Nothing helps uncover a lost railroad like the story of a heroic engineer and a runaway train.

Nothing helps uncover a lost railroad like the story of a heroic engineer and a runaway train.

That Friday afternoon in 1917, the temperatures climbed into the upper 90s. The four days of thunderstorms that had left a mere .02 inch of rain were over, but the air was still moist and sticky along Jackson Creek in the canyon west of Jacksonville.

Just before three in the afternoon on July 20, the Climax locomotive, under the careful control of 26-year-old engineer Denver Marsh, had pushed two empty cars up the rails to the log deck about three miles above town.

Marsh had made a lot of friends as the friendly motorman on the Rogue River Valley Railroad, taking commuters on the five-mile trip between Medford and Jacksonville.

When Spencer Bullis bought the railroad in 1916 and began extending the line into the forested hills west of town, Marsh had jumped at the chance to drive the new locomotive.

On the log deck, the engine's regular fireman stepped off the train to help load logs. Charlie Schumpf, 29, took his place in the cab and continued to stoke wood into the box, keeping the engine's steam pressure up.

With the car nearest the engine fully loaded, the log-loading crew asked Marsh to move the front car into position. Schumpf jumped down briefly and removed the chucks that blocked the locomotive's wheels from rolling back, while Marsh inched the locomotive backward.

He tried to set the airbrake, but the train began to roll back. He tried to go forwars. Full throttle! No good. Speed steadily increasing — roaring downhill — the train was out of control!

Marsh pushed Schumpf out of the cab and watched him pound into a shrub-covered embankment.

A mile from the log deck, just above the city's new reservoir, a wood trestle across a narrow canyon waited for the iron machine's arrival.

Crossing over the trestle, the cars separated, tearing up the tracks and plunging into the canyon below. The locomotive, still running backward, screeched in a brief moment of safety across the bridge, before it too derailed and slammed into a dirt bank.

Marsh jumped out, but it was too late and in the wrong direction. The locomotive fell over on its right side, crushing his legs and pinning him under the wreck. His body was bruised and torn, and badly scalded by steam and hot water from the boiler.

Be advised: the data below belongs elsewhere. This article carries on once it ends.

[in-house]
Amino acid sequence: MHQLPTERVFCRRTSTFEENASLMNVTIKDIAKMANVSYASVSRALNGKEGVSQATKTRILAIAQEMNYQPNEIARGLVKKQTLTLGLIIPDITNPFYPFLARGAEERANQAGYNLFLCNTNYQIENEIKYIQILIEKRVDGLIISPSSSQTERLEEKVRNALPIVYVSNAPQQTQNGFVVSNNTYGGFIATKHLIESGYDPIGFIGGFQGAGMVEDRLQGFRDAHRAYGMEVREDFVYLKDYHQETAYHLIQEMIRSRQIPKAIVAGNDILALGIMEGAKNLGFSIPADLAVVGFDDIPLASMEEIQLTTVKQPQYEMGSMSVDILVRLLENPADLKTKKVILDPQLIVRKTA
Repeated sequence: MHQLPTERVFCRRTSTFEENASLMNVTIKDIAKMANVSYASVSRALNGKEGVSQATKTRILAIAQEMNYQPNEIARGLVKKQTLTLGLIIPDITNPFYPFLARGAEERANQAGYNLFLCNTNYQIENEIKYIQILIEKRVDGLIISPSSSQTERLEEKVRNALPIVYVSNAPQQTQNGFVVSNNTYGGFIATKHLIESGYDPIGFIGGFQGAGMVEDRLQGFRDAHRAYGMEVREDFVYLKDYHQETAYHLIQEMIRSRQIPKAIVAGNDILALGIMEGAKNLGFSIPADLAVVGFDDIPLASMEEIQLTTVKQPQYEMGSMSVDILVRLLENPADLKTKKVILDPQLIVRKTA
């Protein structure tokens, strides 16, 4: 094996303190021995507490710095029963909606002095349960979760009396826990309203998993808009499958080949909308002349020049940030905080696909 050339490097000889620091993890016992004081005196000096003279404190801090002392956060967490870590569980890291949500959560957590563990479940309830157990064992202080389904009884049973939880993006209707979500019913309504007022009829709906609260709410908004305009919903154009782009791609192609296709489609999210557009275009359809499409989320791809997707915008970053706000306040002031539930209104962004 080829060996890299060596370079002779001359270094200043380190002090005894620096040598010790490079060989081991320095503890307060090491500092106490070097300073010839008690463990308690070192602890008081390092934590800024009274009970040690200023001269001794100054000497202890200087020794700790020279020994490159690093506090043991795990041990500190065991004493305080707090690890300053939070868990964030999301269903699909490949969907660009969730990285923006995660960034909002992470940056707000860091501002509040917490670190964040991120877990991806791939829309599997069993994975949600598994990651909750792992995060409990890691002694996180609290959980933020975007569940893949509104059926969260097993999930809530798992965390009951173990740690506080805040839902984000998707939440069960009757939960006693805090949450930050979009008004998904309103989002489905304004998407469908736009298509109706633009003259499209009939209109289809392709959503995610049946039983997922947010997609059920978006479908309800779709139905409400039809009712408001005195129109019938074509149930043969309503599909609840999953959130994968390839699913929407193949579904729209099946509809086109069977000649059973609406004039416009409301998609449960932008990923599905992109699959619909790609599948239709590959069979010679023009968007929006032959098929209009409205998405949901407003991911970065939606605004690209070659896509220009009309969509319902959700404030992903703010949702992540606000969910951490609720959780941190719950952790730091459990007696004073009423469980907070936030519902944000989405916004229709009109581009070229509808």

Both men were rushed to Sacred Heart Hospital in Medford.

Ninety-one years later, Larry Smith, executive director of the Jacksonville Woodlands Association, remembered "Fred Coffman, an old-time miner, who told me that the engine's trucks (laymen will call them wheels) were still up there. He saw them as a kid about 10 years after the accident."

Smith said he always regretted not finding out where the wreck took place before Coffman died, especially after finding photographs of the wreck at the Southern Oregon Historical Society.

Not only was the wreck location forgotten, the route of the railroad that operated for probably less than five years was overgrown and had long ago vanished from most memories — but not all.

Smith called on Tony Hess, a volunteer with the Jacksonville Parks Department who, five years ago, was appointed chairman of a citizen's advisory committee. The group was asked to recommend what should be done with the watershed land west of the city, now known as Forest Park.

Hess said members of the Motorcycle Rider's Association who own 40 acres near the park mentioned riding on the "old rail trail." With the help of Jacksonville Park Supervisor Rick Shields, who is also an ATV rider, the search was on.

"We started two years ago to identify where it was on city land and to clear some of the brush," said Hess. "Once you knew where to look, it was easy to find, as it was exposed above the reservoir."

A few Mondays ago, Hess agreed to make an excursion down the rail right-of-way and show where he thinks the 1917 wreck occurred.

"We've cleared out the upper part so it's fairly walkable," said Hess, "but down where the trestle was, above the reservoir, there are still some trees, blackberries and shrubbery that would make it difficult for the casual hiker."

After walking downhill on an easy grade for about a mile on the east side of Jackson Creek, we came to a small canyon perhaps 50 feet across and not much deeper. There was no sign of rusting wreckage.

"I am really confident that this is where the picture was taken," said Hess, looking at a photocopy of the photograph. "They cut two big trees for the tracks, put the logs across the gully and braced it straight up from underneath. You see a little cross-bracing in the picture."

Smith agreed. "Yeah, this is it," he said. "I'm 100-percent sure."

Hess said he wants to re-create the trestle as part of a hiking trail in the park, but admits it will be some time before there's enough money to get that done.

"We think the rail trail will be a major contribution to the park," said Hess, "and the beautiful part is that because it's about a perfect five-percent grade, it will help to make it ADA accessible."

In the 1917 disaster, Schumpf, who owed his life to Marsh, suffered a broken leg and some minor scrapes. Once healed, he continued working with the railroad as a fireman.

Denver Marsh, the heroic engineer, never regained consciousness and died four hours later.

The stories of his heroics and the forgotten railroad that once steamed here will be remembered again, through interpretive signs placed along the old logging railroad right-of-way and from the efforts of dedicated volunteers.

Writer Bill Miller lives in Shady Cove. Reach him at